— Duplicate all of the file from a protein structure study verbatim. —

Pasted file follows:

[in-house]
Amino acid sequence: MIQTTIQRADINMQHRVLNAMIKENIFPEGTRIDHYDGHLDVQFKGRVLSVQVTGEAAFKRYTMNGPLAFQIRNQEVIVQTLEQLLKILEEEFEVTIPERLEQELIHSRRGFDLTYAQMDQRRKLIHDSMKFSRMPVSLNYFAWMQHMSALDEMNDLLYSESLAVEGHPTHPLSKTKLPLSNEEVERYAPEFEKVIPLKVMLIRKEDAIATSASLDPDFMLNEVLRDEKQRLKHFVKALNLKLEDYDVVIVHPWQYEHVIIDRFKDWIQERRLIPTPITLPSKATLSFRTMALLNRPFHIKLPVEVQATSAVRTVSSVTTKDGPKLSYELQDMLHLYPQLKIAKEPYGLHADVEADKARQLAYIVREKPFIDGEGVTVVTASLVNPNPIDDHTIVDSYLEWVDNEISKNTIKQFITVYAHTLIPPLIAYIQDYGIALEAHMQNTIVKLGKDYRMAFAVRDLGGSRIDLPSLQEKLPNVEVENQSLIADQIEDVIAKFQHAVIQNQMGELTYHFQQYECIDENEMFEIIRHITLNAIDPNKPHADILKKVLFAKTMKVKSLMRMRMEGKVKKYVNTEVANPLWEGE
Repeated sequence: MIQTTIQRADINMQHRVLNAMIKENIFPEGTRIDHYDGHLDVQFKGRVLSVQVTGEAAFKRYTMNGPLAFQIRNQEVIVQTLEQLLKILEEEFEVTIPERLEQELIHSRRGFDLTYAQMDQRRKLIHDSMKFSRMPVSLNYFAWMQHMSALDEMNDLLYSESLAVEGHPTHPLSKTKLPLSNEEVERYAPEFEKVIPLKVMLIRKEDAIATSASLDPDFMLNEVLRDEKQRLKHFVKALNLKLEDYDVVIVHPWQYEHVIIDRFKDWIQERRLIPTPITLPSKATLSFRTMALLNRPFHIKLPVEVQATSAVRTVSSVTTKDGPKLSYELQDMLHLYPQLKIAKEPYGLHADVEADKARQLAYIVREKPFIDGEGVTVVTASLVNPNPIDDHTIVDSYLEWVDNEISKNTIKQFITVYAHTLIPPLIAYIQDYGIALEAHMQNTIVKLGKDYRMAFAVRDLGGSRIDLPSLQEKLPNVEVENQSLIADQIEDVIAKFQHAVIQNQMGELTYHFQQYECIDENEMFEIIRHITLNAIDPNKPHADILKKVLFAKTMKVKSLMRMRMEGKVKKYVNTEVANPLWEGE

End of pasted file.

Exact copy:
[in-house]
Amino acid sequence: MIQTTIQRADINMQHRVLNAMIKENIFPEGTRIDHYDGHLDVQFKGRVLSVQVTGEAAFKRYTMNGPLAFQIRNQEVIVQTLEQLLKILEEEFEVTIPERLEQELIHSRRGFDLTYAQMDQRRKLIHDSMKFSRMPVSLNYFAWMQHMSALDEMNDLLYSESLAVEGHPTHPLSKTKLPLSNEEVERYAPEFEKVIPLKVMLIRKEDAIATSASLDPDFMLNEVLRDEKQRLKHFVKALNLKLEDYDVVIVHPWQYEHVIIDRFKDWIQERRLIPTPITLPSKATLSFRTMALLNRPFHIKLPVEVQATSAVRTVSSVTTKDGPKLSYELQDMLHLYPQLKIAKEPYGLHADVEADKARQLAYIVREKPFIDGEGVTVVTASLVNPNPIDDHTIVDSYLEWVDNEISKNTIKQFITVYAHTLIPPLIAYIQDYGIALEAHMQNTIVKLGKDYRMAFAVRDLGGSRIDLPSLQEKLPNVEVENQSLIADQIEDVIAKFQHAVIQNQMGELTYHFQQYECIDENEMFEIIRHITLNAIDPNKPHADILKKVLFAKTMKVKSLMRMRMEGKVKKYVNTEVANPLWEGE
Repeated sequence: MIQTTIQRADINMQHRVLNAMIKENIFPEGTRIDHYDGHLDVQFKGRVLSVQVTGEAAFKRYTMNGPLAFQIRNQEVIVQTLEQLLKILEEEFEVTIPERLEQELIHSRRGFDLTYAQMDQRRKLIHDSMKFSRMPVSLNYFAWMQHMSALDEMNDLLYSESLAVEGHPTHPLSKTKLPLSNEEVERYAPEFEKVIPLKVMLIRKEDAIATSASLDPDFMLNEVLRDEKQRLKHFVKALNLKLEDYDVVIVHPWQYEHVIIDRFKDWIQERRLIPTPITLPSKATLSFRTMALLNRPFHIKLPVEVQATSAVRTVSSVTTKDGPKLSYELQDMLHLYPQLKIAKEPYGLHADVEADKARQLAYIVREKPFIDGEGVTVVTASLVNPNPIDDHTIVDSYLEWVDNEISKNTIKQFITVYAHTLIPPLIAYIQDYGIALEAHMQNTIVKLGKDYRMAFAVRDLGGSRIDLPSLQEKLPNVEVENQSLIADQIEDVIAKFQHAVIQNQMGELTYHFQQYECIDENEMFEIIRHITLNAIDPNKPHADILKKVLFAKTMKVKSLMRMRMEGKVKKYVNTEVANPLWEGE